- 1. Be prepared
- 1.1. Do what your body allows
- 1.2. Converting as a youth versus converting as a senior
- 2. Key technique and tactical differences
- 2.1. Start position
- 2.2. Timing
- 2.3. Body position
- 2.4. Angles
- 3. Drills
- 3.1. Swing drill
- 3.2. Hop drill
- 4. Conclusion
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Two summers ago, I coached someone converting from one-handed to two-handed. This was a pretty accomplished one-handed bowler, so before starting, I set the expectation that this would be a major change, and not to expect to attain his one-handed level again for at least a year, if ever.
Since then, there have been some ups and downs. The bowler still hasn’t gotten back to the average he enjoyed three seasons ago, but he is having more fun bowling than he has in a long time. Most importantly, he bowls pain-free and wakes up the morning after league without the pain he grew accustomed to when using his one-handed style. The bowler is my 64-year-old father.
For many critics of the two-handed game, a consistent argument is that the longevity of this style remains to be seen. What will Jason Belmonte, Osku Palermaa, and Anthony Simonsen look like in their 50s and beyond? The unexpected results of working with my father over the last 18 months points to the fact that the efficiency of this style can actually help alleviate some pain for bowlers, rather than cause more of it.
Granted, my father isn’t throwing it like Belmo. The rev rate and ball speed are not what you’d see from elite two-handers, but his rev rate is higher and his ball speed is similar to what they were before when he bowled one-handed. He’s adapted to standing left and throwing right, having all the fun of a youth bowler learning to hook the ball, all over again. And, as I mentioned above, he’s bowling pain-free for the first time in a decade, which is a considerable win for anyone who might not be looking to relive their glory days, but just continue enjoying a sport they love.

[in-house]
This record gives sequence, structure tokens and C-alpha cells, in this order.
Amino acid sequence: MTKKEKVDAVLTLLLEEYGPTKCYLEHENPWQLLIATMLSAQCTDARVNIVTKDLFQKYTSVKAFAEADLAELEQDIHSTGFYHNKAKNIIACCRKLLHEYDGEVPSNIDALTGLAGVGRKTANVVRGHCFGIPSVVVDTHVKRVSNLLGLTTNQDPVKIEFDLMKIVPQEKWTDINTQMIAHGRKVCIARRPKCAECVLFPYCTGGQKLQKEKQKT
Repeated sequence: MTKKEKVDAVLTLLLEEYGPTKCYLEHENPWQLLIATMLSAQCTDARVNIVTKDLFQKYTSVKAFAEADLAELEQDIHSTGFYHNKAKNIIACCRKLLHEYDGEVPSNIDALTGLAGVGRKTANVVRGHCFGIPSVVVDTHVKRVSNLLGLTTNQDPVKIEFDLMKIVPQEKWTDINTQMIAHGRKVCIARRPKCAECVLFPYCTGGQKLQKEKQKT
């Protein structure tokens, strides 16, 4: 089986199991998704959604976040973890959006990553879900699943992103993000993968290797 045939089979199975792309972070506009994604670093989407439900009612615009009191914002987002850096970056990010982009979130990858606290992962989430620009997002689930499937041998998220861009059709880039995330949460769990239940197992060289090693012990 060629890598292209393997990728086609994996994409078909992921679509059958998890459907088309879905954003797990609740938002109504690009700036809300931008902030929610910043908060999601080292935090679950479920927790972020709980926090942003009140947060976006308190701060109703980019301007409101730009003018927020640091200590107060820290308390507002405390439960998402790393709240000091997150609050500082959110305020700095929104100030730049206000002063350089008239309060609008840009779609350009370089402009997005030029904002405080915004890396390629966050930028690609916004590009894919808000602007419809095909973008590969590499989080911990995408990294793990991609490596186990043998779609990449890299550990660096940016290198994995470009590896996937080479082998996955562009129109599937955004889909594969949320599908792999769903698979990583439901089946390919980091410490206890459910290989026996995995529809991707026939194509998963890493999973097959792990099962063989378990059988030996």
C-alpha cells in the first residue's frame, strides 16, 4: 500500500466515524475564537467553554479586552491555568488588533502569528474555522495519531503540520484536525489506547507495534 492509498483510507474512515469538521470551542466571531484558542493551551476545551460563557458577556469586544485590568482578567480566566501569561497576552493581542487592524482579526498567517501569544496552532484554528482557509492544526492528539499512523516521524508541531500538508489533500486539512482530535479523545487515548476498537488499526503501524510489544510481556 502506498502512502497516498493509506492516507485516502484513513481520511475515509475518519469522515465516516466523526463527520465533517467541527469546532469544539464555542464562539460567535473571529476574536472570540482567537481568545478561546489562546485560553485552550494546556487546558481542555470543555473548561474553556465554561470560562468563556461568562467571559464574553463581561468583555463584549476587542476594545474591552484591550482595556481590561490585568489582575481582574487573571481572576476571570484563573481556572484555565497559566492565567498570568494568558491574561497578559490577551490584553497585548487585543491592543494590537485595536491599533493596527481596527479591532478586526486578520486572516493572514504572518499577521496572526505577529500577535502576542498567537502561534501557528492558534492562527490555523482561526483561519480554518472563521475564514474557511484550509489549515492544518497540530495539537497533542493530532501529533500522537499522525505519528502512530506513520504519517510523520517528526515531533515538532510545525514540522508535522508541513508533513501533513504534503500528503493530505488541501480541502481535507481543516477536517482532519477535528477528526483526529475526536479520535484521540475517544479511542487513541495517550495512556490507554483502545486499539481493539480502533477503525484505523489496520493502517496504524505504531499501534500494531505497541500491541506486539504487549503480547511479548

It’s hard to argue that the power associated with the two-handed game is appealing to youth and beneficial in general with today’s technology and environment. If youth bowlers aren’t starting out two-handed, more and more are converting when they see how easy it is to hook the ball with this style.
This article isn’t meant as an argument for everyone to switch to the two-handed style. Personally, I’m neither for or against two-handed bowling for its own sake. It has to be something the bowler wants to do. However, for some older bowlers who may be considering ...
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